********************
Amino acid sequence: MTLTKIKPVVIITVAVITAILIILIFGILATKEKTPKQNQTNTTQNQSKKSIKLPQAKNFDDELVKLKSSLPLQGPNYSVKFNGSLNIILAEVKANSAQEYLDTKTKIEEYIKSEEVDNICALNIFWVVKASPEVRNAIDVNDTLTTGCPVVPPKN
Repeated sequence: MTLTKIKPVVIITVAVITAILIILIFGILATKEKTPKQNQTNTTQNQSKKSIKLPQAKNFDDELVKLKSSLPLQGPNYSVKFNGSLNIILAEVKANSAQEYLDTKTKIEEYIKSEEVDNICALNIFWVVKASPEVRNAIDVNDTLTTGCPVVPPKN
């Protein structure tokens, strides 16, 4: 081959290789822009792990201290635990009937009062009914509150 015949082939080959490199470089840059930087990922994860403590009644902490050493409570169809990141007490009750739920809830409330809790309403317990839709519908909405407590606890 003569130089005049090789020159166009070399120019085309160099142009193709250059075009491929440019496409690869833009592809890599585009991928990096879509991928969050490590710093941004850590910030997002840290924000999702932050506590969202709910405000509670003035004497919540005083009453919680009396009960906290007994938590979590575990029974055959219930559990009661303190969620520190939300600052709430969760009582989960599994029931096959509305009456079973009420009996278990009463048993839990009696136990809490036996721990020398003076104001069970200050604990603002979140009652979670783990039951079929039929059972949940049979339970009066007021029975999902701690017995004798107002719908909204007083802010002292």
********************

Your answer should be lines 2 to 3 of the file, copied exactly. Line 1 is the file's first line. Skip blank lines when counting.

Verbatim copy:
Repeated sequence: MTLTKIKPVVIITVAVITAILIILIFGILATKEKTPKQNQTNTTQNQSKKSIKLPQAKNFDDELVKLKSSLPLQGPNYSVKFNGSLNIILAEVKANSAQEYLDTKTKIEEYIKSEEVDNICALNIFWVVKASPEVRNAIDVNDTLTTGCPVVPPKN
């Protein structure tokens, strides 16, 4: 081959290789822009792990201290635990009937009062009914509150 015949082939080959490199470089840059930087990922994860403590009644902490050493409570169809990141007490009750739920809830409330809790309403317990839709519908909405407590606890 003569130089005049090789020159166009070399120019085309160099142009193709250059075009491929440019496409690869833009592809890599585009991928990096879509991928969050490590710093941004850590910030997002840290924000999702932050506590969202709910405000509670003035004497919540005083009453919680009396009960906290007994938590979590575990029974055959219930559990009661303190969620520190939300600052709430969760009582989960599994029931096959509305009456079973009420009996278990009463048993839990009696136990809490036996721990020398003076104001069970200050604990603002979140009652979670783990039951079929039929059972949940049979339970009066007021029975999902701690017995004798107002719908909204007083802010002292």